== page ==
THIS STORY HAS BEEN FORMATTED FOR EASY PRINTING

Short takes

By Amanda Heller
Globe Correspondent / May 16, 2010

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BROKEN GLASS PARK
By Alina Bronsky
Translated, from the German,
by Tim Mohr
Europa, 366 pp., paperback, $15

Other 17-year-old girls may daydream about date night. Sascha Naimann daydreams about revenge. Her abusive stepfather is in jail for killing her mother, and Sascha entertains Jacobean fantasies of vengeance. Should she shoot him, or poison him, or perhaps bludgeon him to death with a candlestick? The more we learn about Sascha, the more we suspect that she might actually be capable of committing mayhem.

She is capable of much else. Warehoused with other Russian immigrants in a squalid housing project in Berlin, Sascha has learned to speak German so well she can pass for a native. She is an A student, a chess whiz, a streetwise survivor, a sardonic teenage temptress who drives the boys — and men as well — wild but yields up little of herself. With the help of a caretaking cousin summoned from Novosibirsk, she serves as surrogate mother to her traumatized brother and sister, protecting them from the perils of the urban underworld around them.

Written by the intriguingly pseudonymous Alina Bronsky, “Broken Glass Park” is a vivid depiction of contemporary adolescence under pressure. After such a debut, it will be interesting to see what the author can do as her talents mature.

THERE’S A WORD FOR IT:
The Explosion of the American Language since 1900

By Sol Steinmetz
Harmony, 256 pp., $19.99

The 20th century was a time of expansion and invention, and one of the things that expanded, lexicographer Sol Steinmetz shows, was American English, which continuously invented words to fit new phenomena.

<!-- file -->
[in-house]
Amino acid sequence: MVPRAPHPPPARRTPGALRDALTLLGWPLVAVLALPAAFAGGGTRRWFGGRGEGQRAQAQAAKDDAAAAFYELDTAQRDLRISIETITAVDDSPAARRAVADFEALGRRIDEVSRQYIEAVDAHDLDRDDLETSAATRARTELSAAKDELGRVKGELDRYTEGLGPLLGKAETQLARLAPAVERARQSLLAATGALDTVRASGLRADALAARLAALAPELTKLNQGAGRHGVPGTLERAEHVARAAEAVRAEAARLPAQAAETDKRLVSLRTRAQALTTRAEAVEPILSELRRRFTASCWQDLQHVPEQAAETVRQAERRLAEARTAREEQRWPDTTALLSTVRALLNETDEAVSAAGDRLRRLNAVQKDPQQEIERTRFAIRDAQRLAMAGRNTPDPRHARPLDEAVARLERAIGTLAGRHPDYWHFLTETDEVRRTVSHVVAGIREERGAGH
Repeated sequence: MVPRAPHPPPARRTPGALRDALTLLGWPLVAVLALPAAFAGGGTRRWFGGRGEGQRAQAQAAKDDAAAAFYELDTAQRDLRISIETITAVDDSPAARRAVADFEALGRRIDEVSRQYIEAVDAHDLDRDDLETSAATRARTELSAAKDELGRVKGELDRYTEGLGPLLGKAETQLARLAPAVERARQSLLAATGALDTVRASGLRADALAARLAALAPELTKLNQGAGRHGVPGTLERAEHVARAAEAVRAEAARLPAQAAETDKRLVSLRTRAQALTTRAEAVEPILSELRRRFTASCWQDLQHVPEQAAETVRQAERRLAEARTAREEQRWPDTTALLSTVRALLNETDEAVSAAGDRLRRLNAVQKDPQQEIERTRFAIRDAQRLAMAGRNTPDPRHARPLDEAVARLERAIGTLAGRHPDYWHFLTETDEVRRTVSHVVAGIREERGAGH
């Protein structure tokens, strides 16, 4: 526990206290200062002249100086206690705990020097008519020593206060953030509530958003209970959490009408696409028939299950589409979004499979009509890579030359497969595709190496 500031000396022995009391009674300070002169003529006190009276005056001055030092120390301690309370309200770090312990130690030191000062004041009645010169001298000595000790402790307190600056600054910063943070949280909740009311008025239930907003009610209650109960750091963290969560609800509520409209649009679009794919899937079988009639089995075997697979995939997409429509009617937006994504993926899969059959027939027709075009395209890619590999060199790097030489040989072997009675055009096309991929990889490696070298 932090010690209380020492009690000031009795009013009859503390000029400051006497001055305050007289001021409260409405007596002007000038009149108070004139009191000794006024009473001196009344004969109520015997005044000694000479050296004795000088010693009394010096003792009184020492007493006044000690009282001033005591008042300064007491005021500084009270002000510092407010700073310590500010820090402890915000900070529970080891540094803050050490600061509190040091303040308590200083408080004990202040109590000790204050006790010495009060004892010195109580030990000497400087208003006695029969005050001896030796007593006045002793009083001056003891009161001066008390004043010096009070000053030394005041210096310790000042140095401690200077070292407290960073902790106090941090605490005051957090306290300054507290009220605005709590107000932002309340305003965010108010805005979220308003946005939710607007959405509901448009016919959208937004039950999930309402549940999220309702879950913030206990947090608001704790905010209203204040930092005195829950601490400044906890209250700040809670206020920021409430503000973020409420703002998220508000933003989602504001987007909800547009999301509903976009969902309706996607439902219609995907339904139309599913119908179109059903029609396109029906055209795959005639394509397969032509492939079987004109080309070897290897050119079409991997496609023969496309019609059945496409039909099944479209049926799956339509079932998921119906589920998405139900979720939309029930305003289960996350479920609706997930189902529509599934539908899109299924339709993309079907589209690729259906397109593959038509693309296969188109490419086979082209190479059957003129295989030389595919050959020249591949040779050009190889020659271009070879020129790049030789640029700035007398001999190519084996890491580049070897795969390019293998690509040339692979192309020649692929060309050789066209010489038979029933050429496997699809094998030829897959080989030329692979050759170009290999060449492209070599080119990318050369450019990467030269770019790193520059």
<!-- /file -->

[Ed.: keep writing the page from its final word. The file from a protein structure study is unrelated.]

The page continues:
The coinages of the 1910s, for instance, described a dawning age of prosperity and leisure: “silent film,’’ “Model T,’’ “jazz,’’ “ritzy.’’ But the decade also produced a wartime vocabulary of “air raids’’ and “dog tags’’ that would gain renewed currency in the 1940s. The 1950s, of course, gave us “Cold War’’ and “rock ’n’ roll’’ as well as “academia’’ and a host of names for the scientific innovations academia made possible, from “antimatter’’ to “zircalloy.’’ “Sit-ins,’’ “miniskirts,’’ and “flower children’’ were “trendy’’ in the 1960s, but it was more arcane ’60s terminology — “megabyte,’’ “microchip,’’ “cyberspace’’ — that pointed the way to the future. Innovations in language didn’t end with “Y2K.’’ “Hanging chads’’ and “9/11’’ ushered in a brand-new century of political high anxiety.

“There’s a Word for It” doesn’t aim to analyze or evoke, or even to be a good read. It’s basically an annotated glossary. But it provides ample raw material for anyone willing to be a “do-it-yourself’’ (coined 1952) social historian.

BOYS AND GIRLS LIKE YOU AND ME
By Aryn Kyle
Scribner, 240 pp., $24

These whip-smart stories by Aryn Kyle leave a distinct tang of astringency. The collection opens with the powerful narrative of a high school girl who joins the drama club and falls into the orbit of its coldly manipulative prima donna.

The ruthlessness of alpha females is a frequent theme. In “Take Care,” a troubled college student makes a cat’s-paw of her malleable younger sister, precipitating a life-changing rupture between the two. In “Allegiance,” an anxious little English girl recently arrived in America sizes up the Darwinian social order at her new school, sees that it’s a matter of eat or be eaten, and decides to sharpen her claws.

“Captain’s Club” is a particular standout, in no small part because it breaks the female mold, having as its protagonist a 12-year-old boy who falls innocently, touchingly in love with the neglected girlfriend of a schoolmate’s father when the four find themselves thrown together on a Mediterranean cruise, a quirky shipboard romance to remember.

Amanda Heller is a critic and editor who lives in Newton.